Join our investing community

Salary sacrifice Life/TPD

Discussion in 'Superannuation, SMSF & Personal Insurance' started by Johnny Golden, 12th Nov, 2008.

  1. Johnny Golden

    Johnny Golden New Member

    Joined:
    25th Oct, 2008
    Posts:
    3
    Location:
    Melbourne, VIC
    I currently have some Life and Trauma insurance through my employer super fund but it is not adequate for my needs and I do not have the option to purchase additional units through the fund. As a result, I am planning to apply for a Life/TPD policy through ING - their OneCare product.

    I noticed they also offer a super account that is designed to be used solely as a vehicle for paying insurance premiums, i.e. not an accumulation fund. (I imagine other insurers may have similar offerings, too)

    If my employer agrees to pay voluntary salary sacrifice contributions into the ING super fund, it seems to me that I can effectively save 40% on premiums after tax (given that I am in the 40% marginal tax bracket)... but this seems like a loophole. Am I missing something?
     
  2. Simon Hampel

    Simon Hampel Co-founder Staff Member

    Joined:
    9th Jun, 2005
    Posts:
    4,619
    Location:
    Sydney, Australia
    Are you happy with your employer super fund ? Why not just move your super to a more appropriate fund that does offer the level of insurance you are seeking ?
     
  3. carlosreynolds

    carlosreynolds Active Member

    Joined:
    11th Jun, 2008
    Posts:
    39
    Location:
    QLD
    You should also consider implementing a portion of income protection via superannuation ...
     
  4. Young Gun

    Young Gun Guest

    Johnny,

    The ING Life/TPD super option is really designed for the self employed.

    As you are an employee you should use your existing super fund to pay for your insurance. You get the same tax benefits and you may even find that the insurance premiums are lower.
     
  5. Johnny Golden

    Johnny Golden New Member

    Joined:
    25th Oct, 2008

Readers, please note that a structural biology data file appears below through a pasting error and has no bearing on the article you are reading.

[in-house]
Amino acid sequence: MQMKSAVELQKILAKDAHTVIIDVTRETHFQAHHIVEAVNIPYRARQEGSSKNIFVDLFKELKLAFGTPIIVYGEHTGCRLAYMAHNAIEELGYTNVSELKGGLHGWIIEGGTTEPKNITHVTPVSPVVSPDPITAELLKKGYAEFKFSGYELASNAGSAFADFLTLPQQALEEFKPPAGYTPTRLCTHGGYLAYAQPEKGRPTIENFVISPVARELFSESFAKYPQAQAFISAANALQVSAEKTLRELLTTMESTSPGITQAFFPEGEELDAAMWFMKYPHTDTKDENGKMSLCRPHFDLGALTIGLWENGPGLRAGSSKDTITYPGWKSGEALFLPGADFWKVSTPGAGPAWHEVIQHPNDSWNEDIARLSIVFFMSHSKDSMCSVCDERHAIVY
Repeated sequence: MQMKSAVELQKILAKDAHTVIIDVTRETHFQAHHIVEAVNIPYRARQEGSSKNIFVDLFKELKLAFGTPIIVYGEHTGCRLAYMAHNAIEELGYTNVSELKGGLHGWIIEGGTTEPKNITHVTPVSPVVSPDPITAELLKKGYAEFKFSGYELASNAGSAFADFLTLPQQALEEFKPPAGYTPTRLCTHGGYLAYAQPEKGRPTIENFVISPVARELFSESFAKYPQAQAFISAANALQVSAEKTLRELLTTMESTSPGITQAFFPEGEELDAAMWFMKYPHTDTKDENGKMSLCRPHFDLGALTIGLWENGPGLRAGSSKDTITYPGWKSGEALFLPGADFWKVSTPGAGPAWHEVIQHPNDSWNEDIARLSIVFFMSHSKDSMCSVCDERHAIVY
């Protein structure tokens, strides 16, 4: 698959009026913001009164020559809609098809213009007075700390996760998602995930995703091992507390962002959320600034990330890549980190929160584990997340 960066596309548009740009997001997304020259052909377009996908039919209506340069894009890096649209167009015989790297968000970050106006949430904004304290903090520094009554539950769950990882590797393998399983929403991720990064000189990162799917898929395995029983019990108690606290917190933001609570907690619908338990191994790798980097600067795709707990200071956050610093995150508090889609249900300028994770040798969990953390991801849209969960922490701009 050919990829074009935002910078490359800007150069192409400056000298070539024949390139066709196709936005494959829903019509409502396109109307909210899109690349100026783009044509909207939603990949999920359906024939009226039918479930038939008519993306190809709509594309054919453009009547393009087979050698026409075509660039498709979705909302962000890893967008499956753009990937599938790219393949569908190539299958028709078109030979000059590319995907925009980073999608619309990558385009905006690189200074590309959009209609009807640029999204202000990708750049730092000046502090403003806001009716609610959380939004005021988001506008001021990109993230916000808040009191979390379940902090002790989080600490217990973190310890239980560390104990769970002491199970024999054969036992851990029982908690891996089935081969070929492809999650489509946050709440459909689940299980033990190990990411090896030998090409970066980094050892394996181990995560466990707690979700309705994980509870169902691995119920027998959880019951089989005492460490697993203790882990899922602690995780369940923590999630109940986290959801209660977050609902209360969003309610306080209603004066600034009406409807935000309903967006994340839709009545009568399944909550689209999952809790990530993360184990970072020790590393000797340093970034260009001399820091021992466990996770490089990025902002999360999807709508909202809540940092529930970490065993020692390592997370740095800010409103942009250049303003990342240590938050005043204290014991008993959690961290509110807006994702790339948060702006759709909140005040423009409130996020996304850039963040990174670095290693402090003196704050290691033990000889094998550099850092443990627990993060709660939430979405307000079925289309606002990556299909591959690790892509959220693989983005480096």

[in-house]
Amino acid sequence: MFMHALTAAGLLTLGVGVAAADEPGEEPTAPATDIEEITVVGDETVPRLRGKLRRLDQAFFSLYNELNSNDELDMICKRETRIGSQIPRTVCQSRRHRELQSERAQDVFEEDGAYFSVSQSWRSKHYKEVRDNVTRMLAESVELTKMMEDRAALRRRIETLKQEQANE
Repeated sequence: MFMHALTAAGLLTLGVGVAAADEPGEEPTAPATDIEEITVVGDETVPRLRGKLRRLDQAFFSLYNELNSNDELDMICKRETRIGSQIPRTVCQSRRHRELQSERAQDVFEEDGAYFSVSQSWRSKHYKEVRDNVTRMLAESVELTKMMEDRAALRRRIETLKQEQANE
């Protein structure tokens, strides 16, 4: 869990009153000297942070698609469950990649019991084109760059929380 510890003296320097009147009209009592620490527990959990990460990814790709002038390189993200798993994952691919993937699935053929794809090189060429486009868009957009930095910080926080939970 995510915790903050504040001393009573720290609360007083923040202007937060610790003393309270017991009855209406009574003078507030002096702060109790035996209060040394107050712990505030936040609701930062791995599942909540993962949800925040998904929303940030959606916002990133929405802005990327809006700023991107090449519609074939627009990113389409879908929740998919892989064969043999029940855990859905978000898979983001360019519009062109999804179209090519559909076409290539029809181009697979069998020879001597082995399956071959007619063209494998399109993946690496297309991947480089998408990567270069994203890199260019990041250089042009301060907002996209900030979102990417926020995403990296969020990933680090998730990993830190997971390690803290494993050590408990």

Posts:
    3
    Location:
    Melbourne, VIC
    The insurance benefits in my employer super fund are significant and come at no additional cost, they just are not flexible (i.e. the level of insurance is a fixed multiple of my salary and there is no option to go out of pocket to purchase more cover). Management fees are also very competitive. So yes, I am happy with my employer super fund.

    I would like additional cover because a) I am the sole breadwinner in my household and b) the cover through my employer fund ceases if I leave the company so I would like to lock in an "outside" policy with level premiums while I am still (relatively) young to ensure some continuity of coverage should my employment situation change.
     
    Last edited by a moderator: 12th Nov, 2008
  6. AsxBroker

    AsxBroker Well-Known Member

    Joined:
    8th Sep, 2007
    Posts:
    1,448
    Location:
    Sydney, NSW
    Hi Johnny,

    Let's start from the top...

    First, I think you've done a typo as you would have Total and Permanent Disability inside your super not Trauma as trauma doesn't meet a condition of release for superannuation. This may have had something to do with you writing the post at 3:36am...(things are hazy for me at that time too!)

    As Carlos suggested, you should find out if your employer fund offers Income Protection/Temporary Salary Continuance inside superannuation. Also see whether it is for 2 years or to Age 65.

    Depending on the size of your employer they may be receiving discounts for the plan size and insurance, if you work for a small company (10 people) there may not be any discounts, check with your super fund as they will tell you when you call to ask them.

    It's great that your employer is paying for your insurances! Though you have already realised the downside is b) you are young and you may change employment in the future...

    a) you can still insure your partner as a homemaker for life, income protection and trauma, ING have a homemaker income protection policy!!!

    Cheers,

    Dan

    PS Before making an insurance, superannuation and investment decision speak to your FPA registered Financial Planner.